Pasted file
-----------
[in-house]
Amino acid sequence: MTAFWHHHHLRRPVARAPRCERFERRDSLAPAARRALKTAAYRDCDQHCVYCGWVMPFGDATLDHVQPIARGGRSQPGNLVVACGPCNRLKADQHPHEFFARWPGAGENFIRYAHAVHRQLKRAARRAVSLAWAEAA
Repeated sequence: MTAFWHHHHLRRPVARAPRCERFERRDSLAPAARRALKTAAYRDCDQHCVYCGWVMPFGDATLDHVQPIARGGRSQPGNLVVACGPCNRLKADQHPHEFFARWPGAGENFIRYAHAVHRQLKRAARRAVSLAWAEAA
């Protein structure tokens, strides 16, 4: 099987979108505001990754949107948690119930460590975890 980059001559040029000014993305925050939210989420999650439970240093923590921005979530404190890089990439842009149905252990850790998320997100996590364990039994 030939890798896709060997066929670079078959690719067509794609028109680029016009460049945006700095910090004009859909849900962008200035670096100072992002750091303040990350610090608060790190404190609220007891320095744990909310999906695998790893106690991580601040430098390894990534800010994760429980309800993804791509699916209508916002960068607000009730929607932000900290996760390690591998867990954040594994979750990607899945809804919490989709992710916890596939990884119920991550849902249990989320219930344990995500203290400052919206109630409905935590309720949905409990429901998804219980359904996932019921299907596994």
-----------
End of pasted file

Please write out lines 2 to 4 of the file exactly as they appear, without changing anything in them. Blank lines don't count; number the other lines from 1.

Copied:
Amino acid sequence: MTAFWHHHHLRRPVARAPRCERFERRDSLAPAARRALKTAAYRDCDQHCVYCGWVMPFGDATLDHVQPIARGGRSQPGNLVVACGPCNRLKADQHPHEFFARWPGAGENFIRYAHAVHRQLKRAARRAVSLAWAEAA
Repeated sequence: MTAFWHHHHLRRPVARAPRCERFERRDSLAPAARRALKTAAYRDCDQHCVYCGWVMPFGDATLDHVQPIARGGRSQPGNLVVACGPCNRLKADQHPHEFFARWPGAGENFIRYAHAVHRQLKRAARRAVSLAWAEAA
């Protein structure tokens, strides 16, 4: 099987979108505001990754949107948690119930460590975890 980059001559040029000014993305925050939210989420999650439970240093923590921005979530404190890089990439842009149905252990850790998320997100996590364990039994 030939890798896709060997066929670079078959690719067509794609028109680029016009460049945006700095910090004009859909849900962008200035670096100072992002750091303040990350610090608060790190404190609220007891320095744990909310999906695998790893106690991580601040430098390894990534800010994760429980309800993804791509699916209508916002960068607000009730929607932000900290996760390690591998867990954040594994979750990607899945809804919490989709992710916890596939990884119920991550849902249990989320219930344990995500203290400052919206109630409905935590309720949905409990429901998804219980359904996932019921299907596994």